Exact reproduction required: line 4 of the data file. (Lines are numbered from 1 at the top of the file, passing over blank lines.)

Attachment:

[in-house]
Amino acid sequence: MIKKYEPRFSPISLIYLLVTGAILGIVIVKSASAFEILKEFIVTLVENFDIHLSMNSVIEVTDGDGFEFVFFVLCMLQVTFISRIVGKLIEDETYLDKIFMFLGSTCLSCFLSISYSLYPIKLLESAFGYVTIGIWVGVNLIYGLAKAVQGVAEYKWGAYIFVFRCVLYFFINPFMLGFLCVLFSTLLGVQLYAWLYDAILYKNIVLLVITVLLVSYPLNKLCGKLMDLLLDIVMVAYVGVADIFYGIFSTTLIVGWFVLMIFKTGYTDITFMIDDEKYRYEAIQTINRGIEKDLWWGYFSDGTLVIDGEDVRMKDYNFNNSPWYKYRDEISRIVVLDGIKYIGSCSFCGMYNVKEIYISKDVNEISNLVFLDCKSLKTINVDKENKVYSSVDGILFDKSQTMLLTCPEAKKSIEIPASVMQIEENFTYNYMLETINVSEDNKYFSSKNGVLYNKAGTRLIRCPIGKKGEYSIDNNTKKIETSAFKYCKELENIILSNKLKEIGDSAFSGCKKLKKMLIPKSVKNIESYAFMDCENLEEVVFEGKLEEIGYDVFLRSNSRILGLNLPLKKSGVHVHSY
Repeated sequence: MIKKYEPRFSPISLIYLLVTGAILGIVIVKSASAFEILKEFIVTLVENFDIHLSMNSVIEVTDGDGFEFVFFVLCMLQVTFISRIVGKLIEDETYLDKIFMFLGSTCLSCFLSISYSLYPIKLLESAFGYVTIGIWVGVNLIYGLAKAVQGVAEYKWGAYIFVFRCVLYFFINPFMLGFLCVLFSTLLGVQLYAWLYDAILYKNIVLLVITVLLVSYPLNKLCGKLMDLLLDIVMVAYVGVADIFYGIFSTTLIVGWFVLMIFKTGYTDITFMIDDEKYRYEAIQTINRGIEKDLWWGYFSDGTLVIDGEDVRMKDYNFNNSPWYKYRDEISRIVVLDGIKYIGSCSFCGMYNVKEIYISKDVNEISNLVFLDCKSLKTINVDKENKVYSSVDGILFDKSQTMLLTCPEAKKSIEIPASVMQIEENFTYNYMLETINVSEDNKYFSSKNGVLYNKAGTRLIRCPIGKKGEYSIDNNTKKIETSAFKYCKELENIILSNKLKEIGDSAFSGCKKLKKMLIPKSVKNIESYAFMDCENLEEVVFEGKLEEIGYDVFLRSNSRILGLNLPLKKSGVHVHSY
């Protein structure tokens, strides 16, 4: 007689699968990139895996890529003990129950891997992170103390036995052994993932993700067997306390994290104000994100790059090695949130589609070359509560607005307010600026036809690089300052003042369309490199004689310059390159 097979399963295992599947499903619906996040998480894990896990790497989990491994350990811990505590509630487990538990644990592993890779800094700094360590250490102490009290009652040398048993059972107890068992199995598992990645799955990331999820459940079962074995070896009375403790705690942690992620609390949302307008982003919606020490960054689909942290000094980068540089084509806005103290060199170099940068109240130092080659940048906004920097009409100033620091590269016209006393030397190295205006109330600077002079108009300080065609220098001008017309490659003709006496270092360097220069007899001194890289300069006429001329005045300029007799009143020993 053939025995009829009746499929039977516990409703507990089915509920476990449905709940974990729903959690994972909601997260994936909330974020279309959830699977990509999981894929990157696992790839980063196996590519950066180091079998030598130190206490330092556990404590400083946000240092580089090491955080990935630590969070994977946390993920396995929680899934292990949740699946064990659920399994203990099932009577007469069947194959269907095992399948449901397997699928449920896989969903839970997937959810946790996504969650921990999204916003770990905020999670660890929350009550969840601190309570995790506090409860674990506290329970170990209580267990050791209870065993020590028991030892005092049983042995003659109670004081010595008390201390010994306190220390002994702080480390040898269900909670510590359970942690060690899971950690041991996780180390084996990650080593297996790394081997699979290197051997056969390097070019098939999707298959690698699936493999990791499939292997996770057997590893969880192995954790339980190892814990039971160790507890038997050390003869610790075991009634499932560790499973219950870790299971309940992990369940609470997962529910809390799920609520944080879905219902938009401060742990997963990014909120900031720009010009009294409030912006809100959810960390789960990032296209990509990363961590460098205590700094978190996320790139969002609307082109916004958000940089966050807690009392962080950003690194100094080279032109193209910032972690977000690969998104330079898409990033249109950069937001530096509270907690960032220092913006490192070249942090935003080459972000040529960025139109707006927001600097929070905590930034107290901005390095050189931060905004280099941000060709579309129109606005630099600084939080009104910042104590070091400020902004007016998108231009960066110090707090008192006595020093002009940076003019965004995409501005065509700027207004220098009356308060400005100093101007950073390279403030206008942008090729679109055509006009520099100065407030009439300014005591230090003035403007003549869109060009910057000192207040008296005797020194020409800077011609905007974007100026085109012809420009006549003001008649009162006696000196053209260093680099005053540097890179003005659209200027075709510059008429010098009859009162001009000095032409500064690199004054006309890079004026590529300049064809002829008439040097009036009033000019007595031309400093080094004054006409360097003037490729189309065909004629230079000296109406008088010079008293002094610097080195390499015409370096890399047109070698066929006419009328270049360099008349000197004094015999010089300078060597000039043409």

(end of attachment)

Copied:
């Protein structure tokens, strides 16, 4: 007689699968990139895996890529003990129950891997992170103390036995052994993932993700067997306390994290104000994100790059090695949130589609070359509560607005307010600026036809690089300052003042369309490199004689310059390159 097979399963295992599947499903619906996040998480894990896990790497989990491994350990811990505590509630487990538990644990592993890779800094700094360590250490102490009290009652040398048993059972107890068992199995598992990645799955990331999820459940079962074995070896009375403790705690942690992620609390949302307008982003919606020490960054689909942290000094980068540089084509806005103290060199170099940068109240130092080659940048906004920097009409100033620091590269016209006393030397190295205006109330600077002079108009300080065609220098001008017309490659003709006496270092360097220069007899001194890289300069006429001329005045300029007799009143020993 053939025995009829009746499929039977516990409703507990089915509920476990449905709940974990729903959690994972909601997260994936909330974020279309959830699977990509999981894929990157696992790839980063196996590519950066180091079998030598130190206490330092556990404590400083946000240092580089090491955080990935630590969070994977946390993920396995929680899934292990949740699946064990659920399994203990099932009577007469069947194959269907095992399948449901397997699928449920896989969903839970997937959810946790996504969650921990999204916003770990905020999670660890929350009550969840601190309570995790506090409860674990506290329970170990209580267990050791209870065993020590028991030892005092049983042995003659109670004081010595008390201390010994306190220390002994702080480390040898269900909670510590359970942690060690899971950690041991996780180390084996990650080593297996790394081997699979290197051997056969390097070019098939999707298959690698699936493999990791499939292997996770057997590893969880192995954790339980190892814990039971160790507890038997050390003869610790075991009634499932560790499973219950870790299971309940992990369940609470997962529910809390799920609520944080879905219902938009401060742990997963990014909120900031720009010009009294409030912006809100959810960390789960990032296209990509990363961590460098205590700094978190996320790139969002609307082109916004958000940089966050807690009392962080950003690194100094080279032109193209910032972690977000690969998104330079898409990033249109950069937001530096509270907690960032220092913006490192070249942090935003080459972000040529960025139109707006927001600097929070905590930034107290901005390095050189931060905004280099941000060709579309129109606005630099600084939080009104910042104590070091400020902004007016998108231009960066110090707090008192006595020093002009940076003019965004995409501005065509700027207004220098009356308060400005100093101007950073390279403030206008942008090729679109055509006009520099100065407030009439300014005591230090003035403007003549869109060009910057000192207040008296005797020194020409800077011609905007974007100026085109012809420009006549003001008649009162006696000196053209260093680099005053540097890179003005659209200027075709510059008429010098009859009162001009000095032409500064690199004054006309890079004026590529300049064809002829008439040097009036009033000019007595031309400093080094004054006409360097003037490729189309065909004629230079000296109406008088010079008293002094610097080195390499015409370096890399047109070698066929006419009328270049360099008349000197004094015999010089300078060597000039043409």